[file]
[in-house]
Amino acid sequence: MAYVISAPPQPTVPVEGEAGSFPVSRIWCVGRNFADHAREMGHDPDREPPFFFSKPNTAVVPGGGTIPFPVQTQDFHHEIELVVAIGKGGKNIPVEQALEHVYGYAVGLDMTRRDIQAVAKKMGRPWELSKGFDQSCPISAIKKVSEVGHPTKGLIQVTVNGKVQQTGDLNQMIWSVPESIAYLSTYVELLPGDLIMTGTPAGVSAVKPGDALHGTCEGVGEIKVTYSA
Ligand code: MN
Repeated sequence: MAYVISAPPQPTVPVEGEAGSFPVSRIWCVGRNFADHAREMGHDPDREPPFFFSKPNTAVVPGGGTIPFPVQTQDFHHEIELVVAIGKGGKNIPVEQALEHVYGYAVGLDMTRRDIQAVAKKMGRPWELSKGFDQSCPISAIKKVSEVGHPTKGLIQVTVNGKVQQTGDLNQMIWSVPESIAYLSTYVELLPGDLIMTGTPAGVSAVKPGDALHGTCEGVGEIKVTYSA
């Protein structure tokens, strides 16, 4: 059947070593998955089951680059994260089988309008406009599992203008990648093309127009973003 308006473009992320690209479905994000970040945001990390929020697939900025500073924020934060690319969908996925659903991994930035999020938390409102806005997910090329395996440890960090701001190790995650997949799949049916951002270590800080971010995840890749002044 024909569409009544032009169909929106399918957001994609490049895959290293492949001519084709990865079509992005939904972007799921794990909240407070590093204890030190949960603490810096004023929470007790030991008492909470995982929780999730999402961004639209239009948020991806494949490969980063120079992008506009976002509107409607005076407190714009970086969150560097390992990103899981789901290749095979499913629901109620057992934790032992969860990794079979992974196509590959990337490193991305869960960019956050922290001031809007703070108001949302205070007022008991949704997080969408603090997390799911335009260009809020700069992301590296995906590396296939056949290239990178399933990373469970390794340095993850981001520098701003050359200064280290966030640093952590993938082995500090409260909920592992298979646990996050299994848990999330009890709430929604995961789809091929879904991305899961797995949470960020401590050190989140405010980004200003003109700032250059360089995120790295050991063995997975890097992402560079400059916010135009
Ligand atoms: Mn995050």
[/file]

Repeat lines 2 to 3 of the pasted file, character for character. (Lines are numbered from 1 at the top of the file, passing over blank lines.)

Amino acid sequence: MAYVISAPPQPTVPVEGEAGSFPVSRIWCVGRNFADHAREMGHDPDREPPFFFSKPNTAVVPGGGTIPFPVQTQDFHHEIELVVAIGKGGKNIPVEQALEHVYGYAVGLDMTRRDIQAVAKKMGRPWELSKGFDQSCPISAIKKVSEVGHPTKGLIQVTVNGKVQQTGDLNQMIWSVPESIAYLSTYVELLPGDLIMTGTPAGVSAVKPGDALHGTCEGVGEIKVTYSA
Ligand code: MN